The three winners will be announced on March 25, 2015. Their ideas will be published in the magazine’s issue on ‘Technology and The City’, which will appear in April 2015, in tandem with the My Liveable City seminar.


The winners will receive a trophy and a cash prize at the seminar, on April 17, 2015 at IIC, New Delhi. They will be given the opportunity to present their proposal at the seminar. The winners will also have a platform to network with professionals in the industry and sponsors for the implementation of their proposals. The cash prizes are as follows:


1st Place: Rs 50,000

2nd Place: Rs 25,000

3rd Place: Rs 10,000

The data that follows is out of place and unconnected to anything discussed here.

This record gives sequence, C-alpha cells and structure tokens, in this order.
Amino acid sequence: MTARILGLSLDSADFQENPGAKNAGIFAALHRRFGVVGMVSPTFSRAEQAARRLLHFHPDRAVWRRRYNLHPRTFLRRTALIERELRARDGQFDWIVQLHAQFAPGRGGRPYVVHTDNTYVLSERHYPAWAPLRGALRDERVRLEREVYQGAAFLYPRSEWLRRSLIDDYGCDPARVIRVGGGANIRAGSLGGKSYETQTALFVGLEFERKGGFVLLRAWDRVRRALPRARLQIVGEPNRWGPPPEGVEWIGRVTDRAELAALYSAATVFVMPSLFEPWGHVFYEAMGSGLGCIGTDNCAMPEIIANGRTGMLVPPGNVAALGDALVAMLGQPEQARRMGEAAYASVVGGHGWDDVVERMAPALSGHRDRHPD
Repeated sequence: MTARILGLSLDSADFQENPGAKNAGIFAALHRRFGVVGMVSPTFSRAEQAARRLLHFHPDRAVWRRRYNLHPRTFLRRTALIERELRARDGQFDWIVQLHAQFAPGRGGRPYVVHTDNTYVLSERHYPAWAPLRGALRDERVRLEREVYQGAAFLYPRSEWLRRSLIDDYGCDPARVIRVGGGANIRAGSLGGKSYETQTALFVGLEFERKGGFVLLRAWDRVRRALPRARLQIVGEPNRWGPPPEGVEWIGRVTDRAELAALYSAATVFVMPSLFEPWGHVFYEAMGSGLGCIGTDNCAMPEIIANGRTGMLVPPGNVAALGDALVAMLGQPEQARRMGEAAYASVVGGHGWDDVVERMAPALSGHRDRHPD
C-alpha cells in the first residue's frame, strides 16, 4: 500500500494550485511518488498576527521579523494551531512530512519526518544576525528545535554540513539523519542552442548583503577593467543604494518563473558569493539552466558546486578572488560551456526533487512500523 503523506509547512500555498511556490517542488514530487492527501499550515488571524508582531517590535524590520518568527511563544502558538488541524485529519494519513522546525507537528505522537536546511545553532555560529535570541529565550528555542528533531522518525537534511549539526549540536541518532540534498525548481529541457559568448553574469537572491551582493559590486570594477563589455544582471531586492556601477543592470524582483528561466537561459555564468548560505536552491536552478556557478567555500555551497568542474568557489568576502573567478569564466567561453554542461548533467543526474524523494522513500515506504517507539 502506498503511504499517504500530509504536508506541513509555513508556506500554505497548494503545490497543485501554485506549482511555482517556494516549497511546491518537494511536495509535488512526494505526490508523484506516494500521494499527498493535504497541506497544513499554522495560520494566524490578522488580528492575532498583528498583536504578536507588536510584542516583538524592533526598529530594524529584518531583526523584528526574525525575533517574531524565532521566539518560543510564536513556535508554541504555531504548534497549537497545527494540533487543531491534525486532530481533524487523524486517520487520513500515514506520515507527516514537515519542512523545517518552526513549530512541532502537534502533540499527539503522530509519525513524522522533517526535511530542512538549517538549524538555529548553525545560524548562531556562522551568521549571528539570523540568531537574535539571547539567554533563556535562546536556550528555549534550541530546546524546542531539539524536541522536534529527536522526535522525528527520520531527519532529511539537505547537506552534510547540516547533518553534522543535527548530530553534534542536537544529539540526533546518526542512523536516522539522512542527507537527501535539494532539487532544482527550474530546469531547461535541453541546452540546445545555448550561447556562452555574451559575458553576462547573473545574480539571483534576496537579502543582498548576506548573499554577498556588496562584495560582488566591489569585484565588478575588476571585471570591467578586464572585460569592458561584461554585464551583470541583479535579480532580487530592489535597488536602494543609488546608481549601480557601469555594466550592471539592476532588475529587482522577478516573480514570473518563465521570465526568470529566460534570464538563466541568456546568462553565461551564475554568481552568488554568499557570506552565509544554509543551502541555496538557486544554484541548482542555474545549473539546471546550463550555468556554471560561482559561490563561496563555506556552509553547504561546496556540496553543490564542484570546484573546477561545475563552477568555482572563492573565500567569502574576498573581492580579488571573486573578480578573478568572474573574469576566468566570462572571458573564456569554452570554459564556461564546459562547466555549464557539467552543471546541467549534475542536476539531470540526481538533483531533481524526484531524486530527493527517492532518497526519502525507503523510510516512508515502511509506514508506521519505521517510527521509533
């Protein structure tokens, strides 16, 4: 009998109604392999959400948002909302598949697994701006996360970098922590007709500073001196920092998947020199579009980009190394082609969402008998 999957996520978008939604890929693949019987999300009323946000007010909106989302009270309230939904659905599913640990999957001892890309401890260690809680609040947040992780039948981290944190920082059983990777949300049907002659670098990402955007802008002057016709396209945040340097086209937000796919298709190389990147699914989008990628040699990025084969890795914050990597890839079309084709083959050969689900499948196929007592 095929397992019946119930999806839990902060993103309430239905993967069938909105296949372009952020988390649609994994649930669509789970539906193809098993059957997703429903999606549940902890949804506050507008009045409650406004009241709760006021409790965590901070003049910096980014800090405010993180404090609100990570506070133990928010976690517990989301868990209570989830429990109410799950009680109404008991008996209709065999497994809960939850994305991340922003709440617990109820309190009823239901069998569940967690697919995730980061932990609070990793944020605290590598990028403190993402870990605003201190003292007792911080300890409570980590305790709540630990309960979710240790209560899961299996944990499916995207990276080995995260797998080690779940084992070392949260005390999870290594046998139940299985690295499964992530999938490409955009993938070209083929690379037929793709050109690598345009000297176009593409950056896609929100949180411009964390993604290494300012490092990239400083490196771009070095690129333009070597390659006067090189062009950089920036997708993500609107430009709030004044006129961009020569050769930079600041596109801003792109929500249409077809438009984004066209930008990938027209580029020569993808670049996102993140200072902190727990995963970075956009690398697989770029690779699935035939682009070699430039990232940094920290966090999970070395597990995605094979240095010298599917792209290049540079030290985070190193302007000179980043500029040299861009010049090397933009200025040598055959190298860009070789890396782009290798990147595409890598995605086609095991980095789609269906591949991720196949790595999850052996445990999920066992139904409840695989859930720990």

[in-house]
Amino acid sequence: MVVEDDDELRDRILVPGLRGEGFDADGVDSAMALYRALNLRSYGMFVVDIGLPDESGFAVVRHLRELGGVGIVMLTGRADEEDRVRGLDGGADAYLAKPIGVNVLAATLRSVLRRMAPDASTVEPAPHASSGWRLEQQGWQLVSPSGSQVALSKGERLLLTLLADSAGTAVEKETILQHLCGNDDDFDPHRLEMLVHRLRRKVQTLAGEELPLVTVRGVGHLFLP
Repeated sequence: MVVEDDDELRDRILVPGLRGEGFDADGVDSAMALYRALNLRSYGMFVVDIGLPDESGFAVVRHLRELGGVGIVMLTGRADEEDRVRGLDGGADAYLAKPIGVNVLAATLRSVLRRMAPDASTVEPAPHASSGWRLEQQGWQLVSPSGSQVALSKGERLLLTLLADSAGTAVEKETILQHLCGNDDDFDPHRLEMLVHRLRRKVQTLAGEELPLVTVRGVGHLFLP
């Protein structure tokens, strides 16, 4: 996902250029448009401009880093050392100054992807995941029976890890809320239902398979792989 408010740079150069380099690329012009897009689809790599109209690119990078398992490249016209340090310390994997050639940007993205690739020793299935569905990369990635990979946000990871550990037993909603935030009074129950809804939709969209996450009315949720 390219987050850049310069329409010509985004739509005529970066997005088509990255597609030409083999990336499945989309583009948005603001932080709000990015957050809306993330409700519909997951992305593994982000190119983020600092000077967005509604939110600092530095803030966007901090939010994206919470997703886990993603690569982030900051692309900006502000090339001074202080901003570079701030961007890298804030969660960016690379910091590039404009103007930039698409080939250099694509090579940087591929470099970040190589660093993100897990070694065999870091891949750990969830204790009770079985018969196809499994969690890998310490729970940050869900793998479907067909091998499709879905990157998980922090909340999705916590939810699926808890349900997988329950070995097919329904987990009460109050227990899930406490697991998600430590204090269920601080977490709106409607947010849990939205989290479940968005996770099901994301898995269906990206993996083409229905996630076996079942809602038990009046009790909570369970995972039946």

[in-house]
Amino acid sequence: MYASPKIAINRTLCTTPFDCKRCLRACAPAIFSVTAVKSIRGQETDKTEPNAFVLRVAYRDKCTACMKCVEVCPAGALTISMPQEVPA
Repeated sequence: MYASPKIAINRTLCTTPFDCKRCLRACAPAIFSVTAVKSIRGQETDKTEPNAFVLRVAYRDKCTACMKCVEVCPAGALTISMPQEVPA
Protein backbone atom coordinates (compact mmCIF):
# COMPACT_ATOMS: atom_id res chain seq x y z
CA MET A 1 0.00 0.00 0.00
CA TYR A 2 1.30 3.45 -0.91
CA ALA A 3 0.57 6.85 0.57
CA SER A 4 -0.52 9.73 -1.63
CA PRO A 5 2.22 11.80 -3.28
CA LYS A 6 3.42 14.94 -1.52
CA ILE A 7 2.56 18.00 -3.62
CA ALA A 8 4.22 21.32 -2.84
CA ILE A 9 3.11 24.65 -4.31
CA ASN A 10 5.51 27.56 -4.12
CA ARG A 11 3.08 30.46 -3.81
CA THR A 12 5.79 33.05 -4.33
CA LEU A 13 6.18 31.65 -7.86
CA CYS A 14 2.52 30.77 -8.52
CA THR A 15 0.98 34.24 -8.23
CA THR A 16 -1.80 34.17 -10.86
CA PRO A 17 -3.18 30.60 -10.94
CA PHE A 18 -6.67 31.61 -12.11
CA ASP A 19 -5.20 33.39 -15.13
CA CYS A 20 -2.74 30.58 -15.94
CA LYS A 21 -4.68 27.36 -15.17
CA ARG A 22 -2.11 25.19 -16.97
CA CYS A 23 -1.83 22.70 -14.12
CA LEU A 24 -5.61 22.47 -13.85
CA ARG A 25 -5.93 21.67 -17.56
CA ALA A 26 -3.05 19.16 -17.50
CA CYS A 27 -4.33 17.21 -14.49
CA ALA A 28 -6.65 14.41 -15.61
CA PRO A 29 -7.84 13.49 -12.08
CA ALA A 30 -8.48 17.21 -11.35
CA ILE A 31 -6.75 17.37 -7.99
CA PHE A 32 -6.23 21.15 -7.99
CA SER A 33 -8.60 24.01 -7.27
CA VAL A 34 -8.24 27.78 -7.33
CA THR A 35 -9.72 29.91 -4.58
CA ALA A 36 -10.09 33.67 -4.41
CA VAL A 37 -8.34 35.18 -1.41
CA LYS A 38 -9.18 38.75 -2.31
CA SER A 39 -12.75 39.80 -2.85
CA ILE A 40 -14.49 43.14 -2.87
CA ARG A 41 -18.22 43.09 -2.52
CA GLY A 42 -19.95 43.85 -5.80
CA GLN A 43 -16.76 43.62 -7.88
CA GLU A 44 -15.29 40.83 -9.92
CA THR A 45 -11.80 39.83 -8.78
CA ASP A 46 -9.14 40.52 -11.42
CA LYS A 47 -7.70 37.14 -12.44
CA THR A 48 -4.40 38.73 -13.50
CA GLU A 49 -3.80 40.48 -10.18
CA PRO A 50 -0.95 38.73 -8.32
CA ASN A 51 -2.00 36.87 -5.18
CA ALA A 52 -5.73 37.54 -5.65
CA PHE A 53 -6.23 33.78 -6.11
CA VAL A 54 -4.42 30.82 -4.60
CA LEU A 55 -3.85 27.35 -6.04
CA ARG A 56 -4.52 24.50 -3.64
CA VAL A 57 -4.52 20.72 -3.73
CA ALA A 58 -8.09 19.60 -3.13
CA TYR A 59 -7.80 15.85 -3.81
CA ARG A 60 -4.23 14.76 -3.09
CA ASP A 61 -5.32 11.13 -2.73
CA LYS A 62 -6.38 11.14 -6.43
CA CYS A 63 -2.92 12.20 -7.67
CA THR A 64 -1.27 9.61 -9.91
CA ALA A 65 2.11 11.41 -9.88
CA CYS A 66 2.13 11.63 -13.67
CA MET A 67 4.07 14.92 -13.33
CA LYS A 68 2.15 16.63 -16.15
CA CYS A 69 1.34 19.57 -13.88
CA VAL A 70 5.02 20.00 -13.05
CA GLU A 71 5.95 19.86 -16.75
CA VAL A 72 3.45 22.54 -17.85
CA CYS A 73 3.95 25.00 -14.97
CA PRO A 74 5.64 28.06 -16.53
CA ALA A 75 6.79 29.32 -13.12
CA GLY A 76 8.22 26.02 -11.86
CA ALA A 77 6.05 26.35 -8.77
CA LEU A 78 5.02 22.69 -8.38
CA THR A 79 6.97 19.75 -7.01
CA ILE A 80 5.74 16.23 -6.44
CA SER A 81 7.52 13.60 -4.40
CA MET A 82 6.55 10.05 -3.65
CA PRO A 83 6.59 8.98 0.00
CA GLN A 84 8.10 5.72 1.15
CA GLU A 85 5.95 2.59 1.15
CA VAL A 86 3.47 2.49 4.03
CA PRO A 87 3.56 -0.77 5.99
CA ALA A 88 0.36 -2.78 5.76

The team lead of each team will be provided accommodation and free entry to the event. Travel costs within India will be reimbursed.


Please submit any questions to Yamini Kumar:


more liveable without the danger that it will leave us de-humanized?
As states in India rush to implement the dream of ‘smart’ cities, it would be important to learn and understand from international cities who have been part of this movement. For answers to all these and many more questions join MyLiveableCity on 17th April 2015 at the India International Centre in New Delhi.

MyLiveableCity will bring together some of the finest thinkers and practitioners from India and across the world for a day-long seminar and networking event. This is an opportunity to meet city mayors, bureaucrats, experts on Intelligent Communities, sustainability, innovation and new towns, town planners, landscape designers, architects, developers and other visionaries.